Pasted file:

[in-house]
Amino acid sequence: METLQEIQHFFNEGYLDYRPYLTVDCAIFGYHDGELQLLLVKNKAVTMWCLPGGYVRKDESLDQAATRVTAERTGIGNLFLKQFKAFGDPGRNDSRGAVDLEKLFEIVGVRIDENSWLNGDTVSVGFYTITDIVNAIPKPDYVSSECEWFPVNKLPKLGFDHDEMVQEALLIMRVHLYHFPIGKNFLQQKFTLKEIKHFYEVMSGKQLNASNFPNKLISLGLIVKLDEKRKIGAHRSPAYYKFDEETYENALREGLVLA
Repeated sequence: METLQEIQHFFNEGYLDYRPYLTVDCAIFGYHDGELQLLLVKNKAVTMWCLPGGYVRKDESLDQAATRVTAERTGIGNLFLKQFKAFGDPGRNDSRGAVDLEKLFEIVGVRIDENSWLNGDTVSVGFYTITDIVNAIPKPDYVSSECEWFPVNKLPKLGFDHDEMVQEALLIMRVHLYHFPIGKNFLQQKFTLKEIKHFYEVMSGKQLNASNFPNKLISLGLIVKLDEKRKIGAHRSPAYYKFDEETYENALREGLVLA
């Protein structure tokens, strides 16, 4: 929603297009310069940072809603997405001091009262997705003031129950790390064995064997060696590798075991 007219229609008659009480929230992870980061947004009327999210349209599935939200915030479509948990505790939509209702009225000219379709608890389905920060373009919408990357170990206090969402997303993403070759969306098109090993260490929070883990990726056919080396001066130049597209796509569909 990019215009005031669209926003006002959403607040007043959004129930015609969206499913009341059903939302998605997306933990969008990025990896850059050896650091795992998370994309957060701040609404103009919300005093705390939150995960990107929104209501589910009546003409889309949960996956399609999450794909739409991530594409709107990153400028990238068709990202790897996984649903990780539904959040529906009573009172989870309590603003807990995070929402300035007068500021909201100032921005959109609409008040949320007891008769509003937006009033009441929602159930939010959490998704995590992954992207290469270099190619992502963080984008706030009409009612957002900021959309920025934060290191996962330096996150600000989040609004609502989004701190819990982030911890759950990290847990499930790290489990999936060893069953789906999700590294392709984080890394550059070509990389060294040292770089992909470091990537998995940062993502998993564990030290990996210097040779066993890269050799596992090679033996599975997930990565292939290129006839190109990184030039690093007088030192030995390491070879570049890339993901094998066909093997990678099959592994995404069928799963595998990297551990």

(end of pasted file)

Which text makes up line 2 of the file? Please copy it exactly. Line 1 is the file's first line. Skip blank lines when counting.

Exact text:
Amino acid sequence: METLQEIQHFFNEGYLDYRPYLTVDCAIFGYHDGELQLLLVKNKAVTMWCLPGGYVRKDESLDQAATRVTAERTGIGNLFLKQFKAFGDPGRNDSRGAVDLEKLFEIVGVRIDENSWLNGDTVSVGFYTITDIVNAIPKPDYVSSECEWFPVNKLPKLGFDHDEMVQEALLIMRVHLYHFPIGKNFLQQKFTLKEIKHFYEVMSGKQLNASNFPNKLISLGLIVKLDEKRKIGAHRSPAYYKFDEETYENALREGLVLA